Kings Blog and Q&A

News, observations and reader questions about the Sacramento Kings and the NBA.

April 6, 2009
His final appearance moved Arco crowd to its feet

Between watching North Carolina's romp over Michigan State and ESPN's interviews with Hall of Fame inductees MIchael Jordan, John Stockton, David Robinson, Jerry Sloan and C. Vivian Stringer, I was reminded that Stockton played his final NBA game at Arco Arena against the Kings in the 2003 playoffs. He was 41 years old - and still averaged 7.7 during that final season. One of our Bee photographers took an incredible shot of Stockton, seated on the bench in the closing seconds of the Jazz defeat, head bowed, face in his hands, and the Arco crowd on in its feet behind the visitors bench, arms raised, applauding and appreciating one of the greatest players in the history of the game.

This is how special Stockton was: At 6-foot-1, 170 pounds, he is still the league's all-time leader in steals and assists. Consider that while the career-long Utah Jazz star finished with 15,806 career assists, his nearest competitior was Mark Jackson ... with 10,334! Jason Kidd (10,148) and Magic Johnson (10,141) followed. Additionally, Stockton, whose huge hands enabled him to palm the ball and throw those one-bounce bullets that he was famous for, also averaged an NBA best 14.5 assists in 1989-90. Even for those of us non-stat freaks, those numbers are ridiculous. And to think he was drafted with the No.16 pick in 1984 .....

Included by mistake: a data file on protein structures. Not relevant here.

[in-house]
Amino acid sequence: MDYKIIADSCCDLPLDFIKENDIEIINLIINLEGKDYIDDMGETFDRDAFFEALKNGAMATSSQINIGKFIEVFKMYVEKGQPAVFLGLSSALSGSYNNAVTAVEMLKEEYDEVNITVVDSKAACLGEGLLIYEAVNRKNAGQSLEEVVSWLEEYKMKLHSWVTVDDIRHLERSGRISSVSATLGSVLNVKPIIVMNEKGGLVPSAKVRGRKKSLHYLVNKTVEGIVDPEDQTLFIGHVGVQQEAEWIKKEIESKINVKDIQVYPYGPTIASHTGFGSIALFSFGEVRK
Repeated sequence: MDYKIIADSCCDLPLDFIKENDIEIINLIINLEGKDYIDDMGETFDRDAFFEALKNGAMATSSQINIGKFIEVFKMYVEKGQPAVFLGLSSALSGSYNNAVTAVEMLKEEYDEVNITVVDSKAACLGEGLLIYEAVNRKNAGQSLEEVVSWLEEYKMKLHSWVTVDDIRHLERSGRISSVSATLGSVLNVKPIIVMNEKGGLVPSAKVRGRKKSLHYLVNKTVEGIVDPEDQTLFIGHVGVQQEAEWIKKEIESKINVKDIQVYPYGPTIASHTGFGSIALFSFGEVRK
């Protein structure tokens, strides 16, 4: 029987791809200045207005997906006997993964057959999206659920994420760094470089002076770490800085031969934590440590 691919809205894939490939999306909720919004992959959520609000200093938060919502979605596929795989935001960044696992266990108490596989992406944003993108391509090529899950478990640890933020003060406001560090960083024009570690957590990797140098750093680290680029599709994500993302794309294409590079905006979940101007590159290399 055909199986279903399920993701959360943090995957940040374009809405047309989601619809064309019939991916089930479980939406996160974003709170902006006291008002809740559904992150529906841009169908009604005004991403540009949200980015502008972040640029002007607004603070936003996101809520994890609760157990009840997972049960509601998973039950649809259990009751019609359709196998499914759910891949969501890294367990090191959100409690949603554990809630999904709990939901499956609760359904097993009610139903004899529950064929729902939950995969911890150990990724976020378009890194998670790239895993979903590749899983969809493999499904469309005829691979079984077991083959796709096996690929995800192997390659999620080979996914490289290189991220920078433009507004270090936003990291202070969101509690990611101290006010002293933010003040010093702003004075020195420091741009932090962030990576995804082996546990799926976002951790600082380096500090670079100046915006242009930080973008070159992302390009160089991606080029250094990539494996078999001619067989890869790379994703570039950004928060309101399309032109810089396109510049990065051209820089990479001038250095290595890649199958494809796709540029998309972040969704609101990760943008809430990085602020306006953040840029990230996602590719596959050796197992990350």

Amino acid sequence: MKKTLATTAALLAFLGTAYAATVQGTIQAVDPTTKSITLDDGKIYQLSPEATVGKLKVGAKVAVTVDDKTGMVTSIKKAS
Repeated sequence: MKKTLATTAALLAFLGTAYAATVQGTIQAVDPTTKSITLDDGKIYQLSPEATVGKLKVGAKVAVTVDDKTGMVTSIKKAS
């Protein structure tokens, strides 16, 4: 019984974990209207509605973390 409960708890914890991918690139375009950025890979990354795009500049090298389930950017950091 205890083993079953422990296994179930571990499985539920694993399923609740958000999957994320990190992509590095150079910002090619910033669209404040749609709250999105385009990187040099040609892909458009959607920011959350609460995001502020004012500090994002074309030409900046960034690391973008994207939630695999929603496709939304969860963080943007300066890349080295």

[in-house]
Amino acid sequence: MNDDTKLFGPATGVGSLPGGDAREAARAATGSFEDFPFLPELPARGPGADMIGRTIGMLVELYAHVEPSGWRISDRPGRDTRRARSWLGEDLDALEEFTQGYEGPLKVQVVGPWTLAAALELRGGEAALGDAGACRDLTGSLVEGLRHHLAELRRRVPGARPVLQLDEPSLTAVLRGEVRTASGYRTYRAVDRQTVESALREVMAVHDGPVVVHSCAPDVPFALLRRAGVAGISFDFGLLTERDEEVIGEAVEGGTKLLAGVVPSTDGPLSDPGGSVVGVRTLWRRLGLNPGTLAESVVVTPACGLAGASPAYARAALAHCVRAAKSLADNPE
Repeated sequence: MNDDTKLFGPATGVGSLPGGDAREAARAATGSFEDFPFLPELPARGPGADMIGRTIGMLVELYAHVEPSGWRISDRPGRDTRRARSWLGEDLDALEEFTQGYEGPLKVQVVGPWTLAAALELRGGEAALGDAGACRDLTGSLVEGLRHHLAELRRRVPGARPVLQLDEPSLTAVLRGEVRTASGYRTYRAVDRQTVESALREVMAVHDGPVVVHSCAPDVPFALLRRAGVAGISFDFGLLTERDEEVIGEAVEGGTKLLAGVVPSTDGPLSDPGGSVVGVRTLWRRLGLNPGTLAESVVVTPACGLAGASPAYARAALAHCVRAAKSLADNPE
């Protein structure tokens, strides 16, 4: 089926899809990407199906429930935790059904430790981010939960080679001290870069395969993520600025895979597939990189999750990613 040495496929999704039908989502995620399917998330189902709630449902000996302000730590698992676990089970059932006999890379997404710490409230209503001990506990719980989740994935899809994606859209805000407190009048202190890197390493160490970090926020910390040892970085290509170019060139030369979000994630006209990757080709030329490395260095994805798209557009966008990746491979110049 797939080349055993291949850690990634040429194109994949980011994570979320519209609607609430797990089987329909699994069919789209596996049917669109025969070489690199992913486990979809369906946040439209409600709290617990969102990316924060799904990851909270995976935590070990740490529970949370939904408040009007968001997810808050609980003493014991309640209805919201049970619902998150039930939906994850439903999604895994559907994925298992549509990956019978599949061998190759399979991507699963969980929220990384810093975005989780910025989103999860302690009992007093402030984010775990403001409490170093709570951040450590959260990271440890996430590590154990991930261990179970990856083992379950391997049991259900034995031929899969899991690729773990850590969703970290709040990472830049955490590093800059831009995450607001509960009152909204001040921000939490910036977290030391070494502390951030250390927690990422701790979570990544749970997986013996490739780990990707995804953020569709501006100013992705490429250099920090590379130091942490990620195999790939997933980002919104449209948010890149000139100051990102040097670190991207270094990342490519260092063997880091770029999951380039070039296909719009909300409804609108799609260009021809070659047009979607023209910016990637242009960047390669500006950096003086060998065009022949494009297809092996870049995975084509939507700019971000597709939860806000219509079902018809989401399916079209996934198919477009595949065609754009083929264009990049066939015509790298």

As for those other inductees ...

Congrats to the other inductees, including Sloan, another familiar face in Arco. He never won a championship, but there is no debating his influence on the game. I suspect he signed another one-year deal only weeks before Jazz owner Larry Miller died, basically to ensure a smooth transition to other family members.
As for Jordan, who was mainly responsible for denying Sloan, Stockton, Karl Malone an NBA ring, he has no equal. Maybe someday we'll be talking about LeBron James in Jordanesque terms, but not yet. Not even close. The discussion doesn't even begin until one of his successors suffocates opponentes the way Jordan did defensively. He was .... vicious. He sure sounded wistful during his interviews though, didn't he? As if he didn't know what to do with himself post-basketball? Guaranteed, he never sounded that lost during his career ....

One more nugget of useful info

My personal affinity for assists led me to discover that Reggie Theus ranks 21st on the league's list for total assists. Just wondering: Will modern players ever learn/embrace/discover the advantages of advancing the ball with the pass instead of the dribble? Nah. Makes too much sense. The next time David Stern asks what went wrong with his league, look no further than his point guard's insistence on dribbling the ball downcourt, wasting precious seconds, while fans look on and (yawn).



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